I wanted to still be able to connect with people to an extent, and so I looked for places that offered blogging services along with social networking.  At first, I considered Ning because I already belonged to some groups there.  The problem I saw with Ning is that blogs seemed pretty isolated there.  There really weren’t too many other options that fit what I was looking for, but I kept looking and comparing.  I was also worried about newer start-ups that might not stick around and so I was trying to determine sites that had been around for years.  I finally settled on Gaia.com.  It had a good balance.  I was initially attracted to the fact that it had a very active Integral community.  I did enjoy it quite a bit and participated regularly in one of the groups.  I met some nice people and it was there that I developed my blogging abilities.  After awhile, though, it too felt confining.  It was really a site dedicated to people wanting to improve the world.  I have nothing against improving the world, but it really isn’t the reason I spend my time on-line and definitely not what I blog about for the most part.  Besides, the cynical side of my personality really grated with the large number of New Age types there.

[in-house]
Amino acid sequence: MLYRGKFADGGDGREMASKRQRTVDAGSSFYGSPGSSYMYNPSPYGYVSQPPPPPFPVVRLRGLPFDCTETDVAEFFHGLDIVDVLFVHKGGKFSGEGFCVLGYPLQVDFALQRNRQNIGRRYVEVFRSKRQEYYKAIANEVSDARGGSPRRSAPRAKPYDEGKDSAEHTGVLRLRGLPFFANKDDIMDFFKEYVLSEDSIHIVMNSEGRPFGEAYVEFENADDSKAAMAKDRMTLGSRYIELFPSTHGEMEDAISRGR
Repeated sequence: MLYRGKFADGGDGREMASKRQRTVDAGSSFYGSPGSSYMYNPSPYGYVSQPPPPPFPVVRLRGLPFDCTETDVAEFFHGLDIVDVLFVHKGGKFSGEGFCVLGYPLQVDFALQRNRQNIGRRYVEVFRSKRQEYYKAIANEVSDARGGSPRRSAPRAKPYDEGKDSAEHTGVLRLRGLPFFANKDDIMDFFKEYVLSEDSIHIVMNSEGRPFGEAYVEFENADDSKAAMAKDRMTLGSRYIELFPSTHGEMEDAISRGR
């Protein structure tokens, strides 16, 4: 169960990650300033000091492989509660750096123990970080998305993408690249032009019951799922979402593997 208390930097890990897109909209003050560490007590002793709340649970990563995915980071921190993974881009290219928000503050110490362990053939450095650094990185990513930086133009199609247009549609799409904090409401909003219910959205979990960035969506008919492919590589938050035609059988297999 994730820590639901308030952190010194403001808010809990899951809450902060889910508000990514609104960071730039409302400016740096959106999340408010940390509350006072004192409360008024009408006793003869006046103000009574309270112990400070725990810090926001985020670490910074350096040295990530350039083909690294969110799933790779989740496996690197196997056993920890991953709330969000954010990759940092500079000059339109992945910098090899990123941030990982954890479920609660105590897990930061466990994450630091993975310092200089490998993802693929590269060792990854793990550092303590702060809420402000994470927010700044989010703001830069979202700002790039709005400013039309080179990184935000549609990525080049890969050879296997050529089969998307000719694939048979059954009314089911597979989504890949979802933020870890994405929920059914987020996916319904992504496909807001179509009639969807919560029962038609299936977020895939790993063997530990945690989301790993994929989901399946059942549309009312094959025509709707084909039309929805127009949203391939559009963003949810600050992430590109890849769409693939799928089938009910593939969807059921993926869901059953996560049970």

So, I decided that I just wasn’t going to find a community of people who were similar to me.  My interests are just too diverse.  It was an amazing experience whenever I met a person who shared even a small percentage of the same interests, but that happened too rarely.  I was just tired of trying to connect with others.

I turned to sites that simply specialized in blogging.  I decided to instead use the blogging platforms themselves as the standard of my decision instead of anything to do with social networking.  I now was simply looking for an easy way to post my writings that gave me enough options to play around and personalize my blog.  I looked back at My Opera and checked out my old Live Journal account, but I mostly focused on Blogger and Word Press.  I posted the same thing on all of these blogs and compared their specific functions.  I did that for several months and Word Press won.  That is the story of how I ended up here.